The system is willing to connect the products displayed in the avenue with the excellent, quality Hungarian products sold in the stalls. There has been a balanced system created through the pictograms and images introducing products both on the basement floor and the first floor in the stalls. Improving the basement floor provides an opportunity for the improvement of the stalls on the upper floors.

In the end of the alley on the area of the stairway that wasn’t in use before, the 22 Hungarian wine regions and typical species of Hungarian grapes can be seen. The wine regions can be identified on a three-dimension map. The world of Hungarian wines and the history of Hungarian vine-culture are also displayed on boards. Out of the 22 wine regions the Tokaji wine region is known worldwide, because of this, its display is well emphasized.

The “Gönci” barrel and cooper tools from the 19th century and the wine bottles of different shapes from the 19th century up to the present can also be seen. Displaying the wine bottle paper labels introduces the evolution of wine culture and represents the spirit serving its development.

The wine exhibition introduces not only the tradition, the past, but also our quality winery of the present. Due to the co-operation with the Hungarian Wine Academy the board of the oenologists of the year also enriches this place. It provides the opportunity to complete it with the board of the newly recognised oenologist every year.

The Central Market Hall of Budapest deserves special attention among the market halls of the world, too. In several countries market halls naturally are attached to the wholesale markets. Their international organization (WUWM) held its conference in Budapest in 2015. There are big size windows on the basement floor that provide the possibility to show the important market halls and markets from all over the world.

The system gives the opportunity for an interactive connection with the market places showing their actions and events. With the help of the foreign partners and proper publicity, expectedly, foreign tourists visiting the market hall will be happy to see the market place of their own country. This will also strengthen the touristic attraction of the basement level.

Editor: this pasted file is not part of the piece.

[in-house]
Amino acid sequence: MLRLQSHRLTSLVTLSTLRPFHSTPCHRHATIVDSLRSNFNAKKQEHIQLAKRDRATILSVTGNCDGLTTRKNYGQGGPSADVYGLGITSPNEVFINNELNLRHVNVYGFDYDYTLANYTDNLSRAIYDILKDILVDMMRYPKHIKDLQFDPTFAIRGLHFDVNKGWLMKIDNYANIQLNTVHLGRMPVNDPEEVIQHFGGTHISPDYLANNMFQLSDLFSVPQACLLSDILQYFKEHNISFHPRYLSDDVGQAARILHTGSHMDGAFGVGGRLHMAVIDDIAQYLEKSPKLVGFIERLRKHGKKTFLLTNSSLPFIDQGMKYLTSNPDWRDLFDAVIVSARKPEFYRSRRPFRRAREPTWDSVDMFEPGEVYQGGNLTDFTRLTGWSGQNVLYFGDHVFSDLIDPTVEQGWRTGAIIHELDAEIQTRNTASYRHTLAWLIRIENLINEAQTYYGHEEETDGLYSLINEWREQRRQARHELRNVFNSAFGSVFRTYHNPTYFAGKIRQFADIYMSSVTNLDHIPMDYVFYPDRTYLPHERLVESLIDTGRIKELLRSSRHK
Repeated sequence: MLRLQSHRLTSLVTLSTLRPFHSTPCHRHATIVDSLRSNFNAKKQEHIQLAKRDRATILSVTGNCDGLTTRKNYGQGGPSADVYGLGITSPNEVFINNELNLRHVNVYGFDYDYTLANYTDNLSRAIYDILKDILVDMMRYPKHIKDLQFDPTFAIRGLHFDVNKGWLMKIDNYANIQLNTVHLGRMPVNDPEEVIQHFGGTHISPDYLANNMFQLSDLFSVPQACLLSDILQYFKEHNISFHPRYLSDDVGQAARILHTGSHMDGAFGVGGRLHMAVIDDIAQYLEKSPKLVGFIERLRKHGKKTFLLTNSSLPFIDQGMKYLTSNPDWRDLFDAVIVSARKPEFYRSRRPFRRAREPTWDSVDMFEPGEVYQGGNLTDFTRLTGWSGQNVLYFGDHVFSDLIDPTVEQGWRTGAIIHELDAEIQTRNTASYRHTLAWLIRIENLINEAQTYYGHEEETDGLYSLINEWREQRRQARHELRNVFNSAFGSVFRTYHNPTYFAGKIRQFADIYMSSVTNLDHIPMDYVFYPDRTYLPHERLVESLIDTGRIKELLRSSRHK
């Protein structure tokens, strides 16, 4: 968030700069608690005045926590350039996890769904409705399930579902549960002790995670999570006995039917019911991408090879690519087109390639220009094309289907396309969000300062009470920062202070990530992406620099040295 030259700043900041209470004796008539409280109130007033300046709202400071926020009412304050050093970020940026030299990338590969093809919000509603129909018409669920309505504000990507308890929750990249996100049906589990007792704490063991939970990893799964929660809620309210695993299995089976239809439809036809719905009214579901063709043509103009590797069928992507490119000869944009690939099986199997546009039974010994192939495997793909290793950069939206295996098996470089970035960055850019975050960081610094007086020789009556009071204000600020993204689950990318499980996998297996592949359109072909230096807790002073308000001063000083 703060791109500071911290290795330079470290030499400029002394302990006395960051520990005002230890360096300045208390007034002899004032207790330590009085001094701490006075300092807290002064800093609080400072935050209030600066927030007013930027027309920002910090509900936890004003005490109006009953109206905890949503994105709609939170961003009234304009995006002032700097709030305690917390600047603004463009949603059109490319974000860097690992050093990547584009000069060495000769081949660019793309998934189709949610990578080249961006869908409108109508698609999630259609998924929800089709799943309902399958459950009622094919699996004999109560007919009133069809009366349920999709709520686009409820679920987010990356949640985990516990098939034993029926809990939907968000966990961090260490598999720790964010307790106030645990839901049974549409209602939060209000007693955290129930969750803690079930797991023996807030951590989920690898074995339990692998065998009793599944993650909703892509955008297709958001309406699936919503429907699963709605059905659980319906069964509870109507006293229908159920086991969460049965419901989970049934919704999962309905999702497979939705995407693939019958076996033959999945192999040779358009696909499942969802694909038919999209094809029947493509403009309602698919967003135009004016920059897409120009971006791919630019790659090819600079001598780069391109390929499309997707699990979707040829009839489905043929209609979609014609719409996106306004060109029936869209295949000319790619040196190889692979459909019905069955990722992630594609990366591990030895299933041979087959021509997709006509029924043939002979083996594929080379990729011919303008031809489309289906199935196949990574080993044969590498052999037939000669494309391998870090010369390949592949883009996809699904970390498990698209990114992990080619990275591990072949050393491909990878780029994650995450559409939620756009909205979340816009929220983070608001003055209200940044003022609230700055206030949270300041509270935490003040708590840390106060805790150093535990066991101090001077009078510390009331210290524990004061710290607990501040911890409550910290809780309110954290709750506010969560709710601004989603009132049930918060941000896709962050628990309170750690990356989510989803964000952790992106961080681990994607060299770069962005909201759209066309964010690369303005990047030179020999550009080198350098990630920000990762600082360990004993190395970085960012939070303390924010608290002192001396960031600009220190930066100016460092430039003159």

In Hungary the only possibility to see the Gomboc publicly is in the Central Market Hall. It was introduced in the best-known scientific journals of the world as scientific sensation although, for long, its existence was hypothetical among mathematicians. The Gomboc is a convex three-dimensional homogeneous body, which, when resting on a flat surface, has just one stable and one unstable point of equilibrium. It’s proven that a body with less than two balance points can’t exist.

The mathematical invention is one of the most significant Hungarian scientific achievements of the past years. The Gomboc was one of the sensations of the Shanghai World Exhibition and 6 million people visited the Hungarian pavilion in order to see the Hungarian invention. The Gomboc as an exhibit has been displayed at several places from the Museum of Göttingen University to the Hungarian National Museum. Collectors look for the uniquely produced and, due to its complicated production technology, extremely expensive mathematical body.

The Hall and Market Management provided the opportunity to this worldwide known Hungarian invention with the aim to make this natural scientific patent tangible. At the beginning of the Avenue of Hungaricums, a “ Gomboc stroker” has been built, where – at certain times, under supervision - the public can try the Gomboc and so they can learn its theoretical and ideological possibilities and its value for future practice.